authored by Clark J. Albert, M.D. ,used with permission

Anesthesia Case #1
A two and one half year old, 15 kg, white male had undergone an uneventful appendectomy 12 hours ago. Surgical findings were a ruptured appendix with severe peritonitis. Over the last six hours, the patient's vital signs have changed. Heart rate has increased from 90 bpm to 140 bpm. Blood pressure has remained stable at 110/70. His temperature is 100.1 degrees F. The patient had not voided in spite of an iv rate of 65 cc per hour overnight. Patient was warm to the touch with good capillary refill; however, he was thought to be pale.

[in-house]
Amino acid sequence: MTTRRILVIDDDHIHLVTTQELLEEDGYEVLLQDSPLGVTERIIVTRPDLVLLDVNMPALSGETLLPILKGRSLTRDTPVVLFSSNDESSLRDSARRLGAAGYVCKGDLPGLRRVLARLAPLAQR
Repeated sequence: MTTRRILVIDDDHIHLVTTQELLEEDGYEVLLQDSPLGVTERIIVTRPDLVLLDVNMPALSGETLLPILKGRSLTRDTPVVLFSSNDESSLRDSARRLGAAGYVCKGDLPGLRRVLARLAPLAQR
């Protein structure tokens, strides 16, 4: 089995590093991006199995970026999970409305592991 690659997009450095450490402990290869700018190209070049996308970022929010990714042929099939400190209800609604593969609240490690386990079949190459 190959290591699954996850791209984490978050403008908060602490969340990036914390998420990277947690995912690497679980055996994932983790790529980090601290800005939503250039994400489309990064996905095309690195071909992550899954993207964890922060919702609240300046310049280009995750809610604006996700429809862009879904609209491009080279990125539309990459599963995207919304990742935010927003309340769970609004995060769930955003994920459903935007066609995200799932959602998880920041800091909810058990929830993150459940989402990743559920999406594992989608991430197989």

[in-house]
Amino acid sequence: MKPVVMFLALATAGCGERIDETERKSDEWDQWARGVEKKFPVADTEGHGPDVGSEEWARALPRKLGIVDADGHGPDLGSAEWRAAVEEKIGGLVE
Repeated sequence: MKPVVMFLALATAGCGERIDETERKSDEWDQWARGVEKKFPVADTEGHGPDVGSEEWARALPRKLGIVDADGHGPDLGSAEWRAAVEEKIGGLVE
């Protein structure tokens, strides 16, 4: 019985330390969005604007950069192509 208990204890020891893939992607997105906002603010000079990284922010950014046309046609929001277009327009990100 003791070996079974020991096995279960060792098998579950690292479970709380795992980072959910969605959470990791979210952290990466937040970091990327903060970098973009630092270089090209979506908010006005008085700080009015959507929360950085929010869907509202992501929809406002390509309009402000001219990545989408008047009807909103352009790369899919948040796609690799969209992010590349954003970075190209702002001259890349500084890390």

The attending physical elected to administer a 15 cc/kg i.v. bolus of a balanced salt solution. No changed in heart rate or urine output was noted. A hematocrit was then drawn which revealed a severe anemia (14%). The operating room was notified that the patient's abdomen would need to be re-explored for bleeding.

What is your assessment of the patient at this stage?